GM And Chrysler: The Administration Doesn’t Like What They Have To Sell

This is a bit of a bombshell. The WSJ is out with a report that the Obama administration may well let GM and Chrysler go Chapter ll. In fact, they say that Chrysler isn’t viable absent a merger of some sort with Fiat.

Here is the meat of the report from the Journal.

The administration’s auto team announced the departure of Mr. Wagoner on Sunday. In a summary of its findings, the task force added that it doesn’t believe Chrysler is viable as a stand-alone company, and suggested that the best chance for success for both GM and Chrysler “may well require utilizing the bankruptcy code in a quick and surgical way.”

The move also indicates that the Treasury Department intends to wade more deeply than most observers expected into the affairs of the country’s largest and oldest car company.

After over a month of analysis, the administration’s auto task force determined that neither company had put forward viable plans to restructure and survive. The verdict was gloomier for Chrysler. The government said it would provide Chrysler with capital for 30 days to cut a workable arrangement with Fiat SpA, the Italian auto maker that has a tentative alliance with Chrysler.

If the two reach a definitive alliance agreement, the government would consider investing up to $6 billion more in Chrysler. If the talks fail, the company would be allowed to collapse.

Despite the grim view of Chrysler, the task force said it had no intention of replacing CEO Robert Nardelli. Unlike Mr. Wagoner, who had been at the helm of GM since 2000, Mr. Nardelli is considered an auto-industry outsider who has only been in charge at Chrysler since the company was acquired by Cerberus Capital Management LP in 2007.

In addition to pushing out Mr. Wagoner, the task force said GM is in the process of replacing the majority of its directors. Kent Kresa, a longtime director, will serve as interim chairman. Mr. Wagoner will be replaced as CEO by Chief Operating Officer Frederick “Fritz” Henderson.

The administration said it would provide the company sufficient working capital for 60 more days, during which a revamped GM board and top management has to put forward a much more rigorous restructuring plan than it submitted last month.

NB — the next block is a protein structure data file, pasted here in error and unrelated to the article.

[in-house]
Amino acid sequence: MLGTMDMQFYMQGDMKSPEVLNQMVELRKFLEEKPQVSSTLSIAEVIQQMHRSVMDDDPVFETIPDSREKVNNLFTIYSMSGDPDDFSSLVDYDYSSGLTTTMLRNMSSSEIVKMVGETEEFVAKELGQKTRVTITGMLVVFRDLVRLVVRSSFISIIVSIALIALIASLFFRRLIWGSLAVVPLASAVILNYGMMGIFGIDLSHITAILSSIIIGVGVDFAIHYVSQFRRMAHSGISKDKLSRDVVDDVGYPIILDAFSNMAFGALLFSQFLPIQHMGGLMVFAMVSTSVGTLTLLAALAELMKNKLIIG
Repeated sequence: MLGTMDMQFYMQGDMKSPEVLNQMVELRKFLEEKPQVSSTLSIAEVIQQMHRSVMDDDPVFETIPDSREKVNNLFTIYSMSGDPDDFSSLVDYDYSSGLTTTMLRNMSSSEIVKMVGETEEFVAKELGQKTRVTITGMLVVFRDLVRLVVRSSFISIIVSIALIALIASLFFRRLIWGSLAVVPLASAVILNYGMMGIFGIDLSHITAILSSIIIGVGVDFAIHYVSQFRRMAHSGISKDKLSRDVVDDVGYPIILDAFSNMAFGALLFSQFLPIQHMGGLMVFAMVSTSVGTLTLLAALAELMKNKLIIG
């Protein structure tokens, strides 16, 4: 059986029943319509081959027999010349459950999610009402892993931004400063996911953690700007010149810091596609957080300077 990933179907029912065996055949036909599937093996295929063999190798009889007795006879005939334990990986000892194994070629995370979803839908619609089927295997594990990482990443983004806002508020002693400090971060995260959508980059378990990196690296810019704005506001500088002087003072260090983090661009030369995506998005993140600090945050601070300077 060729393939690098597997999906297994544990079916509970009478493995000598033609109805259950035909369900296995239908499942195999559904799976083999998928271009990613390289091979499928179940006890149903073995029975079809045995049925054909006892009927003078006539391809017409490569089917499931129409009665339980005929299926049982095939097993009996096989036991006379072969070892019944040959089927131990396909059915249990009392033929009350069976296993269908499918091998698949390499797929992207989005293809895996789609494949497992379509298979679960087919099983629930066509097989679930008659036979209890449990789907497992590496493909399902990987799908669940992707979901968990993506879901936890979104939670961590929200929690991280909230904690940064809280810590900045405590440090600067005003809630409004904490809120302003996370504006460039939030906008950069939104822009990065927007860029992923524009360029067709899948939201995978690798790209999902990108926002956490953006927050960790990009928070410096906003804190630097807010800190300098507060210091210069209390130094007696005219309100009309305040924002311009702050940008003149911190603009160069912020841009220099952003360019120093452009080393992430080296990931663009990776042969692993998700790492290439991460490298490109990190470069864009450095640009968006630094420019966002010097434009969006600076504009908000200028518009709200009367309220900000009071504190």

“The administration is prepared to stand by GM throughout this process to ensure that GM emerges with a fresh start and a promising future,” according to term sheets released by the White House Monday morning.

Administration officials made it clear that an expedited and heavily supervised bankruptcy reorganization was still very much a possibility for both companies. One official, speaking of GM, compared such a proceeding to a “quick rinse” that could rid the company of much of its debt and contractual obligations.

The clearest losers appear to be the thousands of bondholders and lenders to both GM and Chrysler. In both cases, administration officials said that the companies were burdened by inordinate amounts of debt that would have to be scrubbed. Chrysler’s survival, the administration said, would require “extinguishing the vast majority” of the company’s secured debt and all of its unsecured debt and equity.

Boy, this sure goes against the conventional wisdom floating around the last few days. That had the Obamaites caving to a rescue. That, at first glance, isn’t the case at all. Most interesting is the shot at the bondholders. Are we finally going to see that group of investors take their deserved losses?

Tomorrow is going to be a very interesting day. I suspect that the markets aren’t going to like this much. It appeared as if we were settling into some semblance of if not normalcy at least less of a crisis of the day scenario. This will dispel that notion for a few days. 

To assure consumers reluctant to buy GM or Chrysler cars, the government plans to take the unusual step of guaranteeing all warrantees on new cars from either company. These guarantees would lapse back to the companies once they return to health.

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